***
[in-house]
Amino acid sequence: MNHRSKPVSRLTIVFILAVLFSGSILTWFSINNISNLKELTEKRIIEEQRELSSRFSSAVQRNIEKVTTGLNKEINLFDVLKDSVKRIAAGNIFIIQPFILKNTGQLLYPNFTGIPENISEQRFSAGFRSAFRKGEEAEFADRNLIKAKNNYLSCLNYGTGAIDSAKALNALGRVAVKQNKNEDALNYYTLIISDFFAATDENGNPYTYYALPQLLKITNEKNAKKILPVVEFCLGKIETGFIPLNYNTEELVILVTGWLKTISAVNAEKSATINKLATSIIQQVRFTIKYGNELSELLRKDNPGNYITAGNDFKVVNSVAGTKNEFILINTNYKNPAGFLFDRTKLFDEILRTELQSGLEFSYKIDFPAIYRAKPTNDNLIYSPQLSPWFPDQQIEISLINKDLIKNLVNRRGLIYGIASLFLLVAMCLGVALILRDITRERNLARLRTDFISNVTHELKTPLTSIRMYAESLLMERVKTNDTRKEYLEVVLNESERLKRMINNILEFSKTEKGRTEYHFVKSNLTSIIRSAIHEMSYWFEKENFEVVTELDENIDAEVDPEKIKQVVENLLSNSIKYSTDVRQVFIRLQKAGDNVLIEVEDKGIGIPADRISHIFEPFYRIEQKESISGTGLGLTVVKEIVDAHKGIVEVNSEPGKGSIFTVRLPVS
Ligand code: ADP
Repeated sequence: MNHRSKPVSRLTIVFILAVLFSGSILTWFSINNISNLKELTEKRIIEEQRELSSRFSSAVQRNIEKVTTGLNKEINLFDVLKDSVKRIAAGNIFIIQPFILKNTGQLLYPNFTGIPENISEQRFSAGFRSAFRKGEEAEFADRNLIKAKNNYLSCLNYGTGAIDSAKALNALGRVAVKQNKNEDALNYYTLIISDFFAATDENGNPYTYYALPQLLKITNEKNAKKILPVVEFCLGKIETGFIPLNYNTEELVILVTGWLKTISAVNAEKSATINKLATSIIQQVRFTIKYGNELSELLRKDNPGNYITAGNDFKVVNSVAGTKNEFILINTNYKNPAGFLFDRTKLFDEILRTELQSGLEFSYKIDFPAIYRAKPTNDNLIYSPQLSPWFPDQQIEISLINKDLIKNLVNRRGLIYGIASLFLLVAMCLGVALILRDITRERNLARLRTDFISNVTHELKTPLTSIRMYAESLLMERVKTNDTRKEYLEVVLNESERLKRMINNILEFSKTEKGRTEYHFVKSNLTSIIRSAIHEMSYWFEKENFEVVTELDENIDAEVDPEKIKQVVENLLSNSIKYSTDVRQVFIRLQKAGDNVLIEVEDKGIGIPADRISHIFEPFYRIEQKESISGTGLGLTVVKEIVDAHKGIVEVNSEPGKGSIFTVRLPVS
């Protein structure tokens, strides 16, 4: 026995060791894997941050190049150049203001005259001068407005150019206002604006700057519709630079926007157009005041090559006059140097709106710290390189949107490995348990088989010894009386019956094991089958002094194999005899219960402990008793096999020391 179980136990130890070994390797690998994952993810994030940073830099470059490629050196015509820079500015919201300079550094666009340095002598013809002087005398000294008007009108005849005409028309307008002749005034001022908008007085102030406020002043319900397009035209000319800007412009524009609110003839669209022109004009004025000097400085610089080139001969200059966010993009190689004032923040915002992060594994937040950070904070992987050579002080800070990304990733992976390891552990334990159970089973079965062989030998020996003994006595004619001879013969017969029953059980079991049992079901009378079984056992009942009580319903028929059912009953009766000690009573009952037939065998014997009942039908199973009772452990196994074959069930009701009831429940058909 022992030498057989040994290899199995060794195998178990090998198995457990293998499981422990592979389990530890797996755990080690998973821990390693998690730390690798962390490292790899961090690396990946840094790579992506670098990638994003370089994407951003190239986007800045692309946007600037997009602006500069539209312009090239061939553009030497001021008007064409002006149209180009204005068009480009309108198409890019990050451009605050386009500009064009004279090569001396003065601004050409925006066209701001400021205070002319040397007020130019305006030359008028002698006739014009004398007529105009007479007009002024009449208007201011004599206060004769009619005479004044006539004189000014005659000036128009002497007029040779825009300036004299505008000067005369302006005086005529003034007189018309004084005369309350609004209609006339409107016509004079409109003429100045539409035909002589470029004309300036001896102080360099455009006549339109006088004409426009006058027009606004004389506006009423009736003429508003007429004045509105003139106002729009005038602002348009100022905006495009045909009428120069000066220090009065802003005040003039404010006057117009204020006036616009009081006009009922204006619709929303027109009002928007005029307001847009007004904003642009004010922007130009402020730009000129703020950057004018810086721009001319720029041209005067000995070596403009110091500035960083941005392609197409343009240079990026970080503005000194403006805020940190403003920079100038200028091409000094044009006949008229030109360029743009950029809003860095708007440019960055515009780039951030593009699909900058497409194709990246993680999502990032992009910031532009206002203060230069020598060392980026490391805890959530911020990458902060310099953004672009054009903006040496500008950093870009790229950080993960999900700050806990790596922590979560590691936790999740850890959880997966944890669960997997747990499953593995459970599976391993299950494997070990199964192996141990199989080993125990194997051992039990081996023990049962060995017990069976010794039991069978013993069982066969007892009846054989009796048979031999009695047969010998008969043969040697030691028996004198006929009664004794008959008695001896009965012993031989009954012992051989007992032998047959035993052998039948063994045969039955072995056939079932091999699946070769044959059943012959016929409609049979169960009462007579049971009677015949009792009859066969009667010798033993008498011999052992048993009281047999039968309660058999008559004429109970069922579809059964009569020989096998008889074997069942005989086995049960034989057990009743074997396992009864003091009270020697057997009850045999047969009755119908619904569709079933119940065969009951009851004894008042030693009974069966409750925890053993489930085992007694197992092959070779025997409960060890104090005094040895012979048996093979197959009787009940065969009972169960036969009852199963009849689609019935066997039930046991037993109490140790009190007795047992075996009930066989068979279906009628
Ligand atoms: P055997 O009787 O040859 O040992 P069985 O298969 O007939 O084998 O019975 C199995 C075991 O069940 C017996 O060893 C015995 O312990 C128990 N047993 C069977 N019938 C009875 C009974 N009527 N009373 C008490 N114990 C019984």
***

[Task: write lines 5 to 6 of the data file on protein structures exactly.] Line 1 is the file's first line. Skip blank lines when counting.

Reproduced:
């Protein structure tokens, strides 16, 4: 026995060791894997941050190049150049203001005259001068407005150019206002604006700057519709630079926007157009005041090559006059140097709106710290390189949107490995348990088989010894009386019956094991089958002094194999005899219960402990008793096999020391 179980136990130890070994390797690998994952993810994030940073830099470059490629050196015509820079500015919201300079550094666009340095002598013809002087005398000294008007009108005849005409028309307008002749005034001022908008007085102030406020002043319900397009035209000319800007412009524009609110003839669209022109004009004025000097400085610089080139001969200059966010993009190689004032923040915002992060594994937040950070904070992987050579002080800070990304990733992976390891552990334990159970089973079965062989030998020996003994006595004619001879013969017969029953059980079991049992079901009378079984056992009942009580319903028929059912009953009766000690009573009952037939065998014997009942039908199973009772452990196994074959069930009701009831429940058909 022992030498057989040994290899199995060794195998178990090998198995457990293998499981422990592979389990530890797996755990080690998973821990390693998690730390690798962390490292790899961090690396990946840094790579992506670098990638994003370089994407951003190239986007800045692309946007600037997009602006500069539209312009090239061939553009030497001021008007064409002006149209180009204005068009480009309108198409890019990050451009605050386009500009064009004279090569001396003065601004050409925006066209701001400021205070002319040397007020130019305006030359008028002698006739014009004398007529105009007479007009002024009449208007201011004599206060004769009619005479004044006539004189000014005659000036128009002497007029040779825009300036004299505008000067005369302006005086005529003034007189018309004084005369309350609004209609006339409107016509004079409109003429100045539409035909002589470029004309300036001896102080360099455009006549339109006088004409426009006058027009606004004389506006009423009736003429508003007429004045509105003139106002729009005038602002348009100022905006495009045909009428120069000066220090009065802003005040003039404010006057117009204020006036616009009081006009009922204006619709929303027109009002928007005029307001847009007004904003642009004010922007130009402020730009000129703020950057004018810086721009001319720029041209005067000995070596403009110091500035960083941005392609197409343009240079990026970080503005000194403006805020940190403003920079100038200028091409000094044009006949008229030109360029743009950029809003860095708007440019960055515009780039951030593009699909900058497409194709990246993680999502990032992009910031532009206002203060230069020598060392980026490391805890959530911020990458902060310099953004672009054009903006040496500008950093870009790229950080993960999900700050806990790596922590979560590691936790999740850890959880997966944890669960997997747990499953593995459970599976391993299950494997070990199964192996141990199989080993125990194997051992039990081996023990049962060995017990069976010794039991069978013993069982066969007892009846054989009796048979031999009695047969010998008969043969040697030691028996004198006929009664004794008959008695001896009965012993031989009954012992051989007992032998047959035993052998039948063994045969039955072995056939079932091999699946070769044959059943012959016929409609049979169960009462007579049971009677015949009792009859066969009667010798033993008498011999052992048993009281047999039968309660058999008559004429109970069922579809059964009569020989096998008889074997069942005989086995049960034989057990009743074997396992009864003091009270020697057997009850045999047969009755119908619904569709079933119940065969009951009851004894008042030693009974069966409750925890053993489930085992007694197992092959070779025997409960060890104090005094040895012979048996093979197959009787009940065969009972169960036969009852199963009849689609019935066997039930046991037993109490140790009190007795047992075996009930066989068979279906009628
Ligand atoms: P055997 O009787 O040859 O040992 P069985 O298969 O007939 O084998 O019975 C199995 C075991 O069940 C017996 O060893 C015995 O312990 C128990 N047993 C069977 N019938 C009875 C009974 N009527 N009373 C008490 N114990 C019984």